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Eversource offered to drop out of offshore wind procurement team

Eversource Energy in February offered to withdraw from the team evaluating the bids of companies seeking to supply electricity from wind farms off the coast of Massachusetts because the utility was also involved in bidding on the contracts.

According to the report of an independent evaluator hired to monitor the fairness of the contracting process, Eversource made the surprise offer on February 21, nearly two months after the bids were submitted and toward the beginning of the review process.

“Eversource stated that the purpose of its withdrawal was to address concerns regarding public confidence in the evaluation and selection process … where an Eversource affiliate (Bay State Wind) was a bidder,” the report said.

Eversource ultimately decided not to pull out of the evaluation team after the independent evaluator and the Baker administration raised concerns about the legality of a withdrawal (the state law authorizing the procurement required utility participation) and the potential loss of expertise to the evaluation team.

It was unclear what prompted Eversource to offer to withdraw in February, given that concerns had been raised about the utility sitting on both sides of the bargaining table back in 2017, before the procurement process had even begun. The independent evaluator’s report offered no insights on the change of heart and an Eversource spokeswoman said “we have nothing further to add.”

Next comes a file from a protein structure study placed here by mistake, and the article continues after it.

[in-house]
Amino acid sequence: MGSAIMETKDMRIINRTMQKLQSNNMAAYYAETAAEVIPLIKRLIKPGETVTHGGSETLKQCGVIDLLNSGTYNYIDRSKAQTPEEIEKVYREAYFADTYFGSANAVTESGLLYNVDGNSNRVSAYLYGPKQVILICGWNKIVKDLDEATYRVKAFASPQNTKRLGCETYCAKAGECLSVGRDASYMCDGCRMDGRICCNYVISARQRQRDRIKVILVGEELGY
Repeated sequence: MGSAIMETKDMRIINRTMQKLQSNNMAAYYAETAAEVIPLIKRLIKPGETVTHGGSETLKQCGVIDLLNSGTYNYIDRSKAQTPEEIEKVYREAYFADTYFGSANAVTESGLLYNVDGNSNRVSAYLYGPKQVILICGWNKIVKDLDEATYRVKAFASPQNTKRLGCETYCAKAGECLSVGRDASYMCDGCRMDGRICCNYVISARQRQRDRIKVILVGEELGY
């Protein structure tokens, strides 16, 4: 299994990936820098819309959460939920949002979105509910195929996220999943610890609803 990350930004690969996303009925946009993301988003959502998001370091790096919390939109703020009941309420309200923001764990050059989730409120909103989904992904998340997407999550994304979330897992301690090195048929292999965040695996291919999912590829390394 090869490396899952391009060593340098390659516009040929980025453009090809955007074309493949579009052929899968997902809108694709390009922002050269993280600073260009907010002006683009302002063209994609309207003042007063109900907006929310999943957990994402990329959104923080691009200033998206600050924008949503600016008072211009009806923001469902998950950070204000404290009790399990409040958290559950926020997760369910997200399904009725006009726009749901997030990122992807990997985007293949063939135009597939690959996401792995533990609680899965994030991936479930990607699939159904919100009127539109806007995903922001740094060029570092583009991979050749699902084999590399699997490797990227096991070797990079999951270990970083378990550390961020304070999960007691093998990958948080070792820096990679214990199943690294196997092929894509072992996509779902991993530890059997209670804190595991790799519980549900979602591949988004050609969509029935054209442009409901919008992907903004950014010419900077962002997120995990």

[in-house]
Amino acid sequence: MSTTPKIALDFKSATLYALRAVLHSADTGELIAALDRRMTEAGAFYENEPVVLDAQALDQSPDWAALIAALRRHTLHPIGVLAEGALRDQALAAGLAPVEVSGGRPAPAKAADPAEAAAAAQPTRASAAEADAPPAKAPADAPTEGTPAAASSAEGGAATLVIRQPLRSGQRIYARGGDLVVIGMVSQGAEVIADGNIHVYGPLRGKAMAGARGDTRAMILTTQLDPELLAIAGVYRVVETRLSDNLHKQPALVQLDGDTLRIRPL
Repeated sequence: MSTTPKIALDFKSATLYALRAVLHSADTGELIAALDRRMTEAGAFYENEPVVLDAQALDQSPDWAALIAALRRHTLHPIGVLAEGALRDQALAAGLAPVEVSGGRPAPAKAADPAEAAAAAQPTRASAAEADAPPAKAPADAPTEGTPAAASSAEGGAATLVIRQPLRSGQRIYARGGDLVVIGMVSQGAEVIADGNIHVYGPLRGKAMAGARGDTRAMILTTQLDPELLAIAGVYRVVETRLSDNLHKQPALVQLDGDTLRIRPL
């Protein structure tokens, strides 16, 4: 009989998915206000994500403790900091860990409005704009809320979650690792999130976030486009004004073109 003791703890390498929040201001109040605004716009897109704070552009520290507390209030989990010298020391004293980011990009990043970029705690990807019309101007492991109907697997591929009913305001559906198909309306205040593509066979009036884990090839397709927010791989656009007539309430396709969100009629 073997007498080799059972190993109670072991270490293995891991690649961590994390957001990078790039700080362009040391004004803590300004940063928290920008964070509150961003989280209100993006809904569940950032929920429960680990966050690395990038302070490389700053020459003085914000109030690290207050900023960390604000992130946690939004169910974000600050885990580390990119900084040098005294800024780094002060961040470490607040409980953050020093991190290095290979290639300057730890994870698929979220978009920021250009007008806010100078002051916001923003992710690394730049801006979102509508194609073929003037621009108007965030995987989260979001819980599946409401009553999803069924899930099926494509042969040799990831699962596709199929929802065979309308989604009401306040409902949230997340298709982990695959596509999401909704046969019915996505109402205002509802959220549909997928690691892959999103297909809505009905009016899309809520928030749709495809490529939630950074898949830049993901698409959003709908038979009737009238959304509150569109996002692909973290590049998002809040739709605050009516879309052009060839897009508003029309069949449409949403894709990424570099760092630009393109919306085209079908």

Three companies were bidding on the state-mandated power contract, and two of them had ties to utilities on the evaluation team. Bay State Wind was a partnership of Eversource and Orsted, and Deepwater Wind had a transmission relationship with National Grid. The third bidder, Vineyard Wind, which had no ties to the evaluation team, won the contract in May, although financial details of its bid were not released until August 1.

Overall, the independent evaluator’s report said the selection process was fair and above-board. It said all three utilities agreed Vineyard Wind had the best proposal, but they differed on how big the initial project should be.

National Grid and Unitil favored an 800-megawatt proposal put forward by Vineyard Wind because the entire project could take advantage of the 18 percent federal investment tax credit, which is expected to expire soon. With state law requiring future offshore wind procurements to come in at prices below the cost of earlier ones, the two utilities also said the 800-megawatt proposal offered the best option for future savings.

Eversource backed Vineyard Wind’s 400-megawatt proposal, arguing the smaller project had the least risk while the larger project would limit competition for future procurements and discourage a wide variety of onshore suppliers from entering the market. Ironically, Bay State Wind made the opposite argument in public statements prior to the beginning of the selection process. The company at that time said an 800-megawatt proposal would offer the best pricing.

Because the utilities were unable to reach a unanimous agreement on which size proposal to select, the Baker administration made the final decision, selecting Vineyard Wind’s 800-megawatt proposal.